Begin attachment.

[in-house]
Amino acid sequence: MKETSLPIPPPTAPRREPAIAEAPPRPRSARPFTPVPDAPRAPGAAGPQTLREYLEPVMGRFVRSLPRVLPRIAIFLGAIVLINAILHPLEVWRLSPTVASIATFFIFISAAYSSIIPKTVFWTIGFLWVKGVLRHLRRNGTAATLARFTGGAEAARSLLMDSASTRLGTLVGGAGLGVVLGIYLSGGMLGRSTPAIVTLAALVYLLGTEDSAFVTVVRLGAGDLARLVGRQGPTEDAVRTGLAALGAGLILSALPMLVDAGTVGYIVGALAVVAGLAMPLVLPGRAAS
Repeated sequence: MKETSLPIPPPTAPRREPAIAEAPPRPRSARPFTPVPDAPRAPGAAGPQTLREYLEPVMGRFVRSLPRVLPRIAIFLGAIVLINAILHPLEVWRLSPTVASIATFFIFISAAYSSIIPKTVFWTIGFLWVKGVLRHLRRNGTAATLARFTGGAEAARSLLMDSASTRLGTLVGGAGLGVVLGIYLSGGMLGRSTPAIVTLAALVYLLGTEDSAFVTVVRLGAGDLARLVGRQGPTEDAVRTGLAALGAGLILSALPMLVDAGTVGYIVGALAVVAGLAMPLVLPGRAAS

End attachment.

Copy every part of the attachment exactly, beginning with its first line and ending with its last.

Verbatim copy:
[in-house]
Amino acid sequence: MKETSLPIPPPTAPRREPAIAEAPPRPRSARPFTPVPDAPRAPGAAGPQTLREYLEPVMGRFVRSLPRVLPRIAIFLGAIVLINAILHPLEVWRLSPTVASIATFFIFISAAYSSIIPKTVFWTIGFLWVKGVLRHLRRNGTAATLARFTGGAEAARSLLMDSASTRLGTLVGGAGLGVVLGIYLSGGMLGRSTPAIVTLAALVYLLGTEDSAFVTVVRLGAGDLARLVGRQGPTEDAVRTGLAALGAGLILSALPMLVDAGTVGYIVGALAVVAGLAMPLVLPGRAAS
Repeated sequence: MKETSLPIPPPTAPRREPAIAEAPPRPRSARPFTPVPDAPRAPGAAGPQTLREYLEPVMGRFVRSLPRVLPRIAIFLGAIVLINAILHPLEVWRLSPTVASIATFFIFISAAYSSIIPKTVFWTIGFLWVKGVLRHLRRNGTAATLARFTGGAEAARSLLMDSASTRLGTLVGGAGLGVVLGIYLSGGMLGRSTPAIVTLAALVYLLGTEDSAFVTVVRLGAGDLARLVGRQGPTEDAVRTGLAALGAGLILSALPMLVDAGTVGYIVGALAVVAGLAMPLVLPGRAAS